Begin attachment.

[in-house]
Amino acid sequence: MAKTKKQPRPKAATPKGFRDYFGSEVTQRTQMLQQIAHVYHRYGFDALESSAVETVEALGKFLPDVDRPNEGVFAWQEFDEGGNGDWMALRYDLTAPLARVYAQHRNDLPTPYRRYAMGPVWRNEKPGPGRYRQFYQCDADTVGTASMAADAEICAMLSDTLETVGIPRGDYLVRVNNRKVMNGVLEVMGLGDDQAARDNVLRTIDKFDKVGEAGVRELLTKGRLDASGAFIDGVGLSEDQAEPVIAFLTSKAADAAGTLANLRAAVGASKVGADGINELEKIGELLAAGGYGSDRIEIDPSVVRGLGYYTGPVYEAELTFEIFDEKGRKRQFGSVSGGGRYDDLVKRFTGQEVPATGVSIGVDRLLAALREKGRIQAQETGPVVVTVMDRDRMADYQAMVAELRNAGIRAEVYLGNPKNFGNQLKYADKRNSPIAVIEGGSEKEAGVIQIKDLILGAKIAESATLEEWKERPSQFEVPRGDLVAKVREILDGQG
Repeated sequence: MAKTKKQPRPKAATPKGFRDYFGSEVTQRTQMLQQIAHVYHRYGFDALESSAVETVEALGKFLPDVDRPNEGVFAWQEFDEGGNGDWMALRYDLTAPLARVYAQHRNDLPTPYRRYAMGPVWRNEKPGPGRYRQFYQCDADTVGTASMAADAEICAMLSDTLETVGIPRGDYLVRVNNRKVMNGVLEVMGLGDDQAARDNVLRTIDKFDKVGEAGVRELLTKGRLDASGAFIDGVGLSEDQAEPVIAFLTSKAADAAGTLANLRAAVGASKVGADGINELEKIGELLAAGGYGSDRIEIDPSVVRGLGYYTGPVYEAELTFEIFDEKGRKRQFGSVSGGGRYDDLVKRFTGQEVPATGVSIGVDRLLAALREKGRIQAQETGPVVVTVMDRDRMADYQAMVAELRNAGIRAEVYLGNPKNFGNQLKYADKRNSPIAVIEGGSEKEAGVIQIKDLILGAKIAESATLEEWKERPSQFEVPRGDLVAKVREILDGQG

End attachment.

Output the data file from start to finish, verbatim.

[in-house]
Amino acid sequence: MAKTKKQPRPKAATPKGFRDYFGSEVTQRTQMLQQIAHVYHRYGFDALESSAVETVEALGKFLPDVDRPNEGVFAWQEFDEGGNGDWMALRYDLTAPLARVYAQHRNDLPTPYRRYAMGPVWRNEKPGPGRYRQFYQCDADTVGTASMAADAEICAMLSDTLETVGIPRGDYLVRVNNRKVMNGVLEVMGLGDDQAARDNVLRTIDKFDKVGEAGVRELLTKGRLDASGAFIDGVGLSEDQAEPVIAFLTSKAADAAGTLANLRAAVGASKVGADGINELEKIGELLAAGGYGSDRIEIDPSVVRGLGYYTGPVYEAELTFEIFDEKGRKRQFGSVSGGGRYDDLVKRFTGQEVPATGVSIGVDRLLAALREKGRIQAQETGPVVVTVMDRDRMADYQAMVAELRNAGIRAEVYLGNPKNFGNQLKYADKRNSPIAVIEGGSEKEAGVIQIKDLILGAKIAESATLEEWKERPSQFEVPRGDLVAKVREILDGQG
Repeated sequence: MAKTKKQPRPKAATPKGFRDYFGSEVTQRTQMLQQIAHVYHRYGFDALESSAVETVEALGKFLPDVDRPNEGVFAWQEFDEGGNGDWMALRYDLTAPLARVYAQHRNDLPTPYRRYAMGPVWRNEKPGPGRYRQFYQCDADTVGTASMAADAEICAMLSDTLETVGIPRGDYLVRVNNRKVMNGVLEVMGLGDDQAARDNVLRTIDKFDKVGEAGVRELLTKGRLDASGAFIDGVGLSEDQAEPVIAFLTSKAADAAGTLANLRAAVGASKVGADGINELEKIGELLAAGGYGSDRIEIDPSVVRGLGYYTGPVYEAELTFEIFDEKGRKRQFGSVSGGGRYDDLVKRFTGQEVPATGVSIGVDRLLAALREKGRIQAQETGPVVVTVMDRDRMADYQAMVAELRNAGIRAEVYLGNPKNFGNQLKYADKRNSPIAVIEGGSEKEAGVIQIKDLILGAKIAESATLEEWKERPSQFEVPRGDLVAKVREILDGQG